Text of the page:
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Achieving cardiovascular health through continuing interprofessional development.

https://arctichealth.org/en/permalink/ahliterature190531
Source
Can J Public Health. 2001 Jul-Aug;92(4):I10-6
Publication Type
Article
Author
D M Kaufman
J. McClaran
M. Toombs
S. Beardall
I. Levy
A. Chockalingam
Source
Can J Public Health. 2001 Jul-Aug;92(4):I10-6
Language
English
Publication Type
Article
Keywords
Behavior Therapy - education
Canada
Cardiovascular Diseases - prevention & control
Education, Medical, Continuing
Health Behavior
Health Care Coalitions
Health Promotion - organization & administration
Humans
Life Style
Patient care team
Patient Participation
Public Health
Abstract
In order to achieve cardiovascular health for all Canadians, the ACHIC (Achieving Cardiovascular Health in Canada) partnership advocates that health promotion for healthy lifestyles be incorporated into practice, and that the consistent messages and professional skills required to motivate patients and the public be acquired through interprofessional education and development. Professional education specialists are essential members of health care promotion teams with expertise to develop educational interventions that impact behaviours of health professionals and subsequent patient outcomes. Continuing medical education (CME) is in evolution to continuing professional development (CPD), and then to continuing inter-professional development (CID). Providers of health promotion, public health, and health care can work with health educators to complete the cascade of learning, change in practice, and improvement in patient outcomes. The Canadian health care system can empower Canadians to achieve cardiovascular health, the most important health challenge in the 21st century.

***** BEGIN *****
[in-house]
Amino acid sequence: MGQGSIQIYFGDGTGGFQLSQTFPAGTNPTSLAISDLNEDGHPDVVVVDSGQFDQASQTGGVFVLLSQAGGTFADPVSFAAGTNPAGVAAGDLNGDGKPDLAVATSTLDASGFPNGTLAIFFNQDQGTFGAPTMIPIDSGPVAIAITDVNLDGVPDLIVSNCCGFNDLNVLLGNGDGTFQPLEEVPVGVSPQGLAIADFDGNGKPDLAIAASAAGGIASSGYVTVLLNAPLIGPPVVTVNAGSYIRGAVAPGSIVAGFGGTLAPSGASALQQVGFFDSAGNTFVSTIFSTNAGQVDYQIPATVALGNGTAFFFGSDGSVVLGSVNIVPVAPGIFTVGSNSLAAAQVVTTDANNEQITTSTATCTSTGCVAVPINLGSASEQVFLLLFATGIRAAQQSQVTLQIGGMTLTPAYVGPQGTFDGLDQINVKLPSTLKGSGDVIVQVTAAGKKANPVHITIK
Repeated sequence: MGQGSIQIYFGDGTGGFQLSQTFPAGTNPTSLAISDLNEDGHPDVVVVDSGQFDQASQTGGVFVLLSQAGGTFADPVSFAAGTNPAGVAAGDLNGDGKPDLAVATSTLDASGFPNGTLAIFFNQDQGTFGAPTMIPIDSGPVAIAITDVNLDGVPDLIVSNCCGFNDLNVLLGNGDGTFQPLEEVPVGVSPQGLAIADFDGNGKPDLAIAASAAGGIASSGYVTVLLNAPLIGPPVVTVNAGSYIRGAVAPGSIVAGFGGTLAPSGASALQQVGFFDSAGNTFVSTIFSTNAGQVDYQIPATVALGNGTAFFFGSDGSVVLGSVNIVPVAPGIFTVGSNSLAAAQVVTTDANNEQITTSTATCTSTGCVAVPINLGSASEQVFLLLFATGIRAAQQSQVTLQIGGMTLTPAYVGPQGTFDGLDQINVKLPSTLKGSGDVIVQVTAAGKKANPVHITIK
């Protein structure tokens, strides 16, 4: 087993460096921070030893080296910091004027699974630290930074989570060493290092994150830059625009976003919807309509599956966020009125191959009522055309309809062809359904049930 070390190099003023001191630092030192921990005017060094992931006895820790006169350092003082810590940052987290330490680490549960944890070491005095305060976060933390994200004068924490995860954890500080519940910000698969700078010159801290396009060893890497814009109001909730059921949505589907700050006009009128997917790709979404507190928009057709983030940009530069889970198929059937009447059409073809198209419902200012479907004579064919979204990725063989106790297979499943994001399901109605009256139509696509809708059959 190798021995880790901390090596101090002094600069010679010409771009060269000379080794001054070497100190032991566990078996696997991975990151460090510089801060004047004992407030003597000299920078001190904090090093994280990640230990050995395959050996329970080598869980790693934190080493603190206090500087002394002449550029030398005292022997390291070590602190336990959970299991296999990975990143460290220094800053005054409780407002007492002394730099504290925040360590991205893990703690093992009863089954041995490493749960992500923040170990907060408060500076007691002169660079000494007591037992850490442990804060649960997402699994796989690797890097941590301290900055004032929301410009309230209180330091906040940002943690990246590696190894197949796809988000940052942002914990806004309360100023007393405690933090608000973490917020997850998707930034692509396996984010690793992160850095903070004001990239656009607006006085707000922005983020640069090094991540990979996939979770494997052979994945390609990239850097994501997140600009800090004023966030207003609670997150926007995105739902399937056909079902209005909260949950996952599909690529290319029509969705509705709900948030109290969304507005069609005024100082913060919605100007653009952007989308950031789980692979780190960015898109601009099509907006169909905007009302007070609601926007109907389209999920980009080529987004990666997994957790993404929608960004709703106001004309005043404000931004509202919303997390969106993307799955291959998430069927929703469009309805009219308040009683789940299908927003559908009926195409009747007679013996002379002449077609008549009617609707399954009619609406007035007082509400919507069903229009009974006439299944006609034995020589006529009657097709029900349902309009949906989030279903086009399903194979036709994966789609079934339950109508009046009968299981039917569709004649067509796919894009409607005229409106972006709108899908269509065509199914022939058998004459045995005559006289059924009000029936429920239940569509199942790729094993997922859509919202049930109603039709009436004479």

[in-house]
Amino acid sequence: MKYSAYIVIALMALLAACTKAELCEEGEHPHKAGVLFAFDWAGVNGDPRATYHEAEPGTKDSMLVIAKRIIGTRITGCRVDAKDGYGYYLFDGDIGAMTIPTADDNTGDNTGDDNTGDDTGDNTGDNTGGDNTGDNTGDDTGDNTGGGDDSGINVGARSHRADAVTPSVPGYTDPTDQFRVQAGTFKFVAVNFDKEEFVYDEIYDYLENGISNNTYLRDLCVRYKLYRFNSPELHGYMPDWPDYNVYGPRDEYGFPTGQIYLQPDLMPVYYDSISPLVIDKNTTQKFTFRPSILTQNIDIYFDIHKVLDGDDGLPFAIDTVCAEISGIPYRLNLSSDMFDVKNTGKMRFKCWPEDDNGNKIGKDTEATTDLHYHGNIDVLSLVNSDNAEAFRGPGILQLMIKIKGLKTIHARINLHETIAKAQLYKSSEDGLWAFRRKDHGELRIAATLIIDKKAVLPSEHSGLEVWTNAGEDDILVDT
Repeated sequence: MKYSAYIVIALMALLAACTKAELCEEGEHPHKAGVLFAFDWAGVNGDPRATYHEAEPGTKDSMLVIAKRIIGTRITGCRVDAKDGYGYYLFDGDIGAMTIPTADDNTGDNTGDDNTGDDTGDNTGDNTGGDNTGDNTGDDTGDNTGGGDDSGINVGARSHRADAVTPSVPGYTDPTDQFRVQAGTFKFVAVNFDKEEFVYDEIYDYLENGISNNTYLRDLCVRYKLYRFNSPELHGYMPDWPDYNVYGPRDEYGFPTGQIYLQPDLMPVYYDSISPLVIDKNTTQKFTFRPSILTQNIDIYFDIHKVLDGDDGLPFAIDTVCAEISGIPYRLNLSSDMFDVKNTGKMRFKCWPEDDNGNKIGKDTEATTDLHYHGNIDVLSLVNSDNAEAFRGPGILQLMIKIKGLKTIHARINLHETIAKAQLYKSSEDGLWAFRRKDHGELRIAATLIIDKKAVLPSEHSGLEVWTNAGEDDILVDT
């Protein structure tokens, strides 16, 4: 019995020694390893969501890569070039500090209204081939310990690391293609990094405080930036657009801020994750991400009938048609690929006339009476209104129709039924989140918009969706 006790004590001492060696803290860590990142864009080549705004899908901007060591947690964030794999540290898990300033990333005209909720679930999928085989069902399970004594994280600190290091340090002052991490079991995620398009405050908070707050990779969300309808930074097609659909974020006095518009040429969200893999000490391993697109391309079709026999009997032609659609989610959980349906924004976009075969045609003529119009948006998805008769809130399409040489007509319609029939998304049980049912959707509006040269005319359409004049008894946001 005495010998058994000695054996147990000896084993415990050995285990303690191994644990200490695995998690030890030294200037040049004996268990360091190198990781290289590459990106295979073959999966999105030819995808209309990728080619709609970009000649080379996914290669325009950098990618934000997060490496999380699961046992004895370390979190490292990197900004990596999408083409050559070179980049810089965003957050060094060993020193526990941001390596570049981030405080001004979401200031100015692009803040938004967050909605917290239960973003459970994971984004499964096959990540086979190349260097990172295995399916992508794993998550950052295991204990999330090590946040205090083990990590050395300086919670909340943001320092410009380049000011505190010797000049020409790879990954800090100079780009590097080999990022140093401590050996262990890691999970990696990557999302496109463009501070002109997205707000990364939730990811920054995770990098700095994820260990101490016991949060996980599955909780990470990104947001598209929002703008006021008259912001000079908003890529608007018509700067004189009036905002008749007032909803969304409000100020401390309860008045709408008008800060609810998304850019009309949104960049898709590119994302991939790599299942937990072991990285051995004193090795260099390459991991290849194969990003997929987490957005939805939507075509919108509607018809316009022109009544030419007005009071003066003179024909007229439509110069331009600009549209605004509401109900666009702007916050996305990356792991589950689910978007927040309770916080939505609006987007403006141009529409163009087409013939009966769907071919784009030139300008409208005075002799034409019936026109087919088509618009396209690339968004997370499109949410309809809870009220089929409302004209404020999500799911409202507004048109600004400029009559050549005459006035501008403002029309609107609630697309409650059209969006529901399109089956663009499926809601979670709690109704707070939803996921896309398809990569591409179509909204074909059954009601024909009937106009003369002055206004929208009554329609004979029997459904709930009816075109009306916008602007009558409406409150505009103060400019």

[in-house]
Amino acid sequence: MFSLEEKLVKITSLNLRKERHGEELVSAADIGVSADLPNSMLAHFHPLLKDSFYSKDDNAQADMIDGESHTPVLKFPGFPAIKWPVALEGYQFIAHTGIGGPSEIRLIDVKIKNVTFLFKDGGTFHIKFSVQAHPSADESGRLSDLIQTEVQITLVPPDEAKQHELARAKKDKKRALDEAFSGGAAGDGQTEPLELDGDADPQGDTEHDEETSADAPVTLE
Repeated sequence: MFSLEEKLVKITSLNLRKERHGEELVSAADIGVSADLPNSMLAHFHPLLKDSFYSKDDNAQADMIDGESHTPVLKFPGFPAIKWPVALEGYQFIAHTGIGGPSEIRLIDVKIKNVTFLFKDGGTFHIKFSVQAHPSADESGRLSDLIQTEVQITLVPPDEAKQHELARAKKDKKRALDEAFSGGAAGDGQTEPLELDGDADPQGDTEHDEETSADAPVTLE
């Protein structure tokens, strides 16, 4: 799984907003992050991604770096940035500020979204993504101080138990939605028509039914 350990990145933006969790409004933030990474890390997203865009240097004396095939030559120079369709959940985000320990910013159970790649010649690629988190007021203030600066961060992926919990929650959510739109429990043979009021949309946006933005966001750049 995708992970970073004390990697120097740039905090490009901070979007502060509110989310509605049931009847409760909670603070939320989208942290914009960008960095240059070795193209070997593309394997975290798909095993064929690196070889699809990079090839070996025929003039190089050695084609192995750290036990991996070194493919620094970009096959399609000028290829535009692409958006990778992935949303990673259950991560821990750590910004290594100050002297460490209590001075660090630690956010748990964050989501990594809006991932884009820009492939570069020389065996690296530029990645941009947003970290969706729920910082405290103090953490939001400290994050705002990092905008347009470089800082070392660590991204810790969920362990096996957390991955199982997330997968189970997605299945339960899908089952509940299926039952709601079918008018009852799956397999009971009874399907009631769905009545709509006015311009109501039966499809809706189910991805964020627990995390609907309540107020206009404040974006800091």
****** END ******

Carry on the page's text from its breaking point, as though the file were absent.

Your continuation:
PubMed ID
11962121 View in PubMed
Less detail
Source
J Nurs Adm. 1997 Nov;27(11):9-11
Publication Type
Article
Date
Nov-1997
Author
N. Creason
Author Affiliation
East Tennessee State University, College of Nursing, Johnson City, USA.
Source
J Nurs Adm. 1997 Nov;27(11):9-11
Date
Nov-1997
Language
English
Publication Type
Article
Keywords
Alaska
Data Collection
Goals
Health Care Coalitions
Humans
Nursing - manpower
Questionnaires
Regional Health Planning
PubMed ID
9372801 View in PubMed
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Autonomy of the volunteer sector in the evaluation of public health programs: an exploration from the perspective of an HIV/AIDS coalition.

https://arctichealth.org/en/permalink/ahliterature133816
Source
Can J Nurs Res. 2011 Mar;43(1):42-58
Publication Type
Article
Date
Mar-2011
Author
Hélène Laperriêre
Author Affiliation
School of Nursing, Faculty of Health Sciences, University of Ottawa, Ontario, Canada.
Source
Can J Nurs Res. 2011 Mar;43(1):42-58
Date
Mar-2011
Language
English
Publication Type
Article
Keywords
Attitude to Health
Canada
Community Health Nursing - organization & administration
Community-Based Participatory Research
Conflict (Psychology)
HIV Infections - prevention & control
Health Care Coalitions - organization & administration
Health Promotion - organization & administration
Humans
Interinstitutional Relations
Program Evaluation
Volunteers - organization & administration
Abstract
As recommended in the Ottawa Charter, Canadian government agencies are counting on the involvement of grassroots organizations to implement federal public health programs at the local level. At issue is the forced acceptance by community organizations of the predefined role of suppliers of services. Because of the top-down issues of health promotion practice, the problem is crucial for public health nursing.The author uses reflexive analysis, grounded in the internal colonization framework, to explore the case of a Canadian public health program and its relations with a provincial coalition of volunteer organizations working on AIDS issues. Implementing the Ottawa Charter highlights the challenges of the meanings and actions inherent in the notion of partnership between public agencies and community organizations of volunteers. Participation suggests more democratic and egalitarian social organizations, with hierarchical structures in a broader image of a modern society.